Urban and Rural Umayyad House Architecture in Jordan: A Comprehensive Typological Analysis at Al-hallabat
journal article

The Umayyad period represents one of the most prosperous periods in the history of Jordan. Most of the studies, however, have long been focused on palatial and luxurious architecture. In Jordan, few examples of Umayyad houses have survived in their entirety. However, the new discoveries at al-Hallabat rural houses allow an architectural enrichment of our knowledge for that period, even from a socio-economic point of view. In contrast with the better-known desert palaces that dominate the evidence for this period, they also assist in establishing the houses’ typological patterns. This paper attempts to present and discuss the main Umayyad urban and rural house architecture in Jordan, while addressing al-Hallabat Umayyad houses based on recent unpublished reports and preliminary results of excavations. It aims to present a comparative typological pattern analysis of al-Hallabat houses excavated at two phases (1979-1982, 2002-2006) with parallel examples from Bilad al-Sham. The paper defines three typological patterns; nucleus, courtyard, and complex houses. All have at least one courtyard. The study shows that there were continuity and parallelism in Bilad al-Sham between these types and those used at least in early Byzantine and early Islamic period, such as these at ar-Risha and Khirbet al-Askar in Jordan.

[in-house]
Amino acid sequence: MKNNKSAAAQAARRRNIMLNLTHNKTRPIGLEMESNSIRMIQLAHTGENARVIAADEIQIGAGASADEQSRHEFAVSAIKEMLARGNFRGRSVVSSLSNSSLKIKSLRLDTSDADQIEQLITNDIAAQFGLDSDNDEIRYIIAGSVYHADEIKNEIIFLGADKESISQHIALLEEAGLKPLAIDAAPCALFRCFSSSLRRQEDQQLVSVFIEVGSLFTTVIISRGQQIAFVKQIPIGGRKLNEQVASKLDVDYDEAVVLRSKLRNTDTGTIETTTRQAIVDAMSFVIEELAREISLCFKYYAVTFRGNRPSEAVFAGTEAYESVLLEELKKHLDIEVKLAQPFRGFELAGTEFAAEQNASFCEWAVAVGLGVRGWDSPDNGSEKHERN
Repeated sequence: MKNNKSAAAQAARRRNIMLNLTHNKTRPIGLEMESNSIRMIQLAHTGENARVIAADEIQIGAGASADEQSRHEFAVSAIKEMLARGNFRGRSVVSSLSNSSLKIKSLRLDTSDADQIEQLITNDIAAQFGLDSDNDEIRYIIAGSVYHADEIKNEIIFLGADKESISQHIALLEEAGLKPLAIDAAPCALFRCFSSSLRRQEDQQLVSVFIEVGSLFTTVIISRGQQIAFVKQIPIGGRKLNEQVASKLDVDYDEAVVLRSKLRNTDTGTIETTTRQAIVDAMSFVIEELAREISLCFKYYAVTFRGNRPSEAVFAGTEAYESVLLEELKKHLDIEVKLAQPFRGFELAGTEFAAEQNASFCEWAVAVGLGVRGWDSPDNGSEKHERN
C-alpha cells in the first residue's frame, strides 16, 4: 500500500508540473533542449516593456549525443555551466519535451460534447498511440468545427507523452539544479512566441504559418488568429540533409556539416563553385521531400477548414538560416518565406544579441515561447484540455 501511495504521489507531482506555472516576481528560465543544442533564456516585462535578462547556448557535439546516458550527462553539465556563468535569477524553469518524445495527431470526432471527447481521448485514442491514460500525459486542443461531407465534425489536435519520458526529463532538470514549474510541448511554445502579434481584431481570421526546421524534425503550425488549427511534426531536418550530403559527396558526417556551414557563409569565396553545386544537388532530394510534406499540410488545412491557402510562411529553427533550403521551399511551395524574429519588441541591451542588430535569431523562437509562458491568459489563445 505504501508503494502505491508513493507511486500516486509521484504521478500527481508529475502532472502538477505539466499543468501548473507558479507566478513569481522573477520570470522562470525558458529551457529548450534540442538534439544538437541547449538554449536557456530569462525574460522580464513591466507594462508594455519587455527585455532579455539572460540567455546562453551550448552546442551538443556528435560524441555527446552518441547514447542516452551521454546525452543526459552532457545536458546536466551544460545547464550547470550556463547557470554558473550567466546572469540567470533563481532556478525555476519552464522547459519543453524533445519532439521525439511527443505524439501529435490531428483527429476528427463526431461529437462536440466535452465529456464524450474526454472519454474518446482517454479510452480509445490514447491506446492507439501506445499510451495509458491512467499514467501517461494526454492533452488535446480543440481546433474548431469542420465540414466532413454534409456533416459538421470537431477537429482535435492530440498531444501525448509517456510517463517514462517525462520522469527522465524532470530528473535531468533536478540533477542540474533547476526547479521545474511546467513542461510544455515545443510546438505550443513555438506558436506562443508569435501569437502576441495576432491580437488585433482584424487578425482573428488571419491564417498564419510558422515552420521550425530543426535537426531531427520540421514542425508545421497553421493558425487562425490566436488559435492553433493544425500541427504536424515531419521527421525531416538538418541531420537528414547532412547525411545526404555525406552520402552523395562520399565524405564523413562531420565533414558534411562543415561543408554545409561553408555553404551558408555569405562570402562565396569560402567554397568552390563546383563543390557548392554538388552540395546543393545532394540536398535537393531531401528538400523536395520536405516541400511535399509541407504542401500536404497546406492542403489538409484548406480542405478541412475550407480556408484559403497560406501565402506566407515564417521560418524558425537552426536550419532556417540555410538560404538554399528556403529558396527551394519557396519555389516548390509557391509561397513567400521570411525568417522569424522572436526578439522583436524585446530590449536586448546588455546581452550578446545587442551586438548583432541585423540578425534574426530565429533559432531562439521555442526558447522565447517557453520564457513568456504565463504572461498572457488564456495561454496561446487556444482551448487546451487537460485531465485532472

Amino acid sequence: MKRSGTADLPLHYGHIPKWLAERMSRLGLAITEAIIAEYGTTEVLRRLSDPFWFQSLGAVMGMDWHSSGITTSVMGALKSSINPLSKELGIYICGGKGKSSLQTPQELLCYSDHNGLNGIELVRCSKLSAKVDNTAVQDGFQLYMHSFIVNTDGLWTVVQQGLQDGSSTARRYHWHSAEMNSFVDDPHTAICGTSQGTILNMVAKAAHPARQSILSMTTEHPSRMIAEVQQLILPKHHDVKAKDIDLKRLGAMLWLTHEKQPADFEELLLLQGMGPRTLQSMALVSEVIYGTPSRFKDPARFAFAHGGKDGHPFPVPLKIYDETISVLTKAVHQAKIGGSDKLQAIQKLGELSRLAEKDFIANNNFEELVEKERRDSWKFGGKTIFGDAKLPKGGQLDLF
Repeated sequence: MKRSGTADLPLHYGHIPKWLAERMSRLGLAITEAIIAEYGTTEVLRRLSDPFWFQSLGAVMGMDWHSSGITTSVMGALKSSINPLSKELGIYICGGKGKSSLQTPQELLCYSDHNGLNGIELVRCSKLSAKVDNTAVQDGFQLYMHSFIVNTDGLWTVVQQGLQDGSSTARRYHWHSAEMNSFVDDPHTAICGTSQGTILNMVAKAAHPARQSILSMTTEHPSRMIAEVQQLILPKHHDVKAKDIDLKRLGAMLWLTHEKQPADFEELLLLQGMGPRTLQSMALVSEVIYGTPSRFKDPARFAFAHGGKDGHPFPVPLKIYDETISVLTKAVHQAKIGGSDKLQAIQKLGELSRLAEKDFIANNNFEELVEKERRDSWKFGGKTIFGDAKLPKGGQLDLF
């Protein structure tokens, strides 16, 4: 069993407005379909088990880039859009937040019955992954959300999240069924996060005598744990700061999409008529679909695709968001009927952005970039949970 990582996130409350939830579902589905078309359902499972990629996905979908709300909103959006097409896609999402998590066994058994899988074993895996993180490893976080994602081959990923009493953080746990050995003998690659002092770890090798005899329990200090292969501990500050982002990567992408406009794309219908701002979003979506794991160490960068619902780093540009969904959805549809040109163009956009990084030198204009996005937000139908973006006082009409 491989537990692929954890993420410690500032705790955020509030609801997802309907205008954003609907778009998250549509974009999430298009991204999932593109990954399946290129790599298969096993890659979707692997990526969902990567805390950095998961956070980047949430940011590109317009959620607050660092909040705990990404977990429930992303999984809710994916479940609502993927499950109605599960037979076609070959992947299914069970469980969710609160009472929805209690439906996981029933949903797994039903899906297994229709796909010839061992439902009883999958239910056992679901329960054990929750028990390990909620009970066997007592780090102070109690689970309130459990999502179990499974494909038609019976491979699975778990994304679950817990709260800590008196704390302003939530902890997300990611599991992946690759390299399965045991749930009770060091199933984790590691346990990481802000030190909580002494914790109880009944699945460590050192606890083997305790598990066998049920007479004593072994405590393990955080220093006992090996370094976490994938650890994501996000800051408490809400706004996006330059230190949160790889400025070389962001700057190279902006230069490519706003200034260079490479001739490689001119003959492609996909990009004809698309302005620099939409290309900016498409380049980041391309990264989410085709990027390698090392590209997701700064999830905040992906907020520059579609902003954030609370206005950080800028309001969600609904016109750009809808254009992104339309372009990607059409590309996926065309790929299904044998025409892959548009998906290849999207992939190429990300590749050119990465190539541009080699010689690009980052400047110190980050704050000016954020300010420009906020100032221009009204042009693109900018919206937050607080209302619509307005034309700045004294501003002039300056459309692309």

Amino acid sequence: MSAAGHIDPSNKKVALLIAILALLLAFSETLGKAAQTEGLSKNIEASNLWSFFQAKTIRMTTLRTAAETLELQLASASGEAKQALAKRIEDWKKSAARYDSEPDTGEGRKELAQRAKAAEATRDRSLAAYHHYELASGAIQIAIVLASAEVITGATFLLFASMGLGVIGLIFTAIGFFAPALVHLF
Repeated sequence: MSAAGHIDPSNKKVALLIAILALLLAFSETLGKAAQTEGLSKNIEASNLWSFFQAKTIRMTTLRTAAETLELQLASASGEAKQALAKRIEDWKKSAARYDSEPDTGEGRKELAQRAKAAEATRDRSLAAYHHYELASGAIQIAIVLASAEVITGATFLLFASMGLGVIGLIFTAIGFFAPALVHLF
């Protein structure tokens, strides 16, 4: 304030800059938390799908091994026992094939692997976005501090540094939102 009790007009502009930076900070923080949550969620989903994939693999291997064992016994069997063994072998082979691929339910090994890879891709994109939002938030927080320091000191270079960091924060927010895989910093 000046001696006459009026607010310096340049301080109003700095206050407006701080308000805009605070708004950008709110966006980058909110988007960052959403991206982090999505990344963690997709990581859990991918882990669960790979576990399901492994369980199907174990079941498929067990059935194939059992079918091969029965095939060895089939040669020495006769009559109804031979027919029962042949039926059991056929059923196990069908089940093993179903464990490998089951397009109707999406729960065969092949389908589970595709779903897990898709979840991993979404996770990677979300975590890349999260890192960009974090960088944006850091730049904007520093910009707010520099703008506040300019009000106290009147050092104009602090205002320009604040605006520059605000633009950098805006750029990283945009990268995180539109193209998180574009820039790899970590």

Umayyad houses; nomad village; urban and rural settlement; architectural typology; courtyard house; al-Hallabat; desert palace

Haddad, Naif, Jalboosh, Fatima, Fakhoury, Leen, and Ghrayib, Romel. "Urban and Royal Umayyad House Architecture in Jordan: a comprehensive typological analysis at al-Hallabat." International Journal of Architectural Research: ArchNet-IJAR [Online] 10, no. 2 (29 July 2016): 87-112. http://www.archnet-ijar.net/index.php/IJAR/article/view/835.
Parent Publications
Naif Adel Haddad, Fatima Y. Jalboosh, Leen A. Fakhoury, Romel Ghrayib